Roman Catholics in Norway have consecrated what officials have said is the first cathedral to be built in Europe in a decade. Immigration has led to an increase in registered Catholics in Norway.
Norway's Roman Catholics consecrated the New Saint Olav cathedral in the prelature of Trondheim, 400 kilometers (243 miles) north of Oslo on Saturday. It is the first cathedral to be built in Europe in a decade, the Nordic Bishops Conference said.
An envoy of Pope Francis, Cardinal Cormac Murphy-O'Connor, attended the mass.
The 12.5 million euro ($11.7 million) cathedral has a capacity of 450 people and was built on the site of the Saint Olav cathedral, which had fallen into disrepair and was demolished. Priests and parishioners had held Mass in an old World War II bunker for the last two and a half years.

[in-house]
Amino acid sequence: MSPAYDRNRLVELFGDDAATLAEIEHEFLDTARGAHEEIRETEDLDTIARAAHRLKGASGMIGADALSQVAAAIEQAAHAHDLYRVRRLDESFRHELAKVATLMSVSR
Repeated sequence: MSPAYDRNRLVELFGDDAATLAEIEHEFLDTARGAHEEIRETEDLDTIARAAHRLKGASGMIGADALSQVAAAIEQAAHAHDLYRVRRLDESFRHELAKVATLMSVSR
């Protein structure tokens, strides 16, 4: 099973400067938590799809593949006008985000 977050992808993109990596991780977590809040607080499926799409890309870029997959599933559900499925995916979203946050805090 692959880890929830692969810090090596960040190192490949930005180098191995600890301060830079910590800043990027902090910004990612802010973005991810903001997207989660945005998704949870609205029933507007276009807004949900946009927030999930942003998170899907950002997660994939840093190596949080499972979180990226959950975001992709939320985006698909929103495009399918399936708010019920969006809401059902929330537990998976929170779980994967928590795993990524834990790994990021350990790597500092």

Norway has about 125,000 registered members of the Catholic Church, making it home to the largest Catholic community in Scandinavia. Numbers have soared from a few thousand in the 1960s due to immigration from Poland, the Philippines and other predominantly Catholic countries.
The country is home to about 3.8 million members of the Lutheran Church, comprising 73 percent of the county's population.
Two German Catholic charities contributed 4.6 million euros to the building costs, including funding for Bavarian limestone instead of cheaper tiles, as originally planned due to limited resources.
cw/kl (AP, KNA)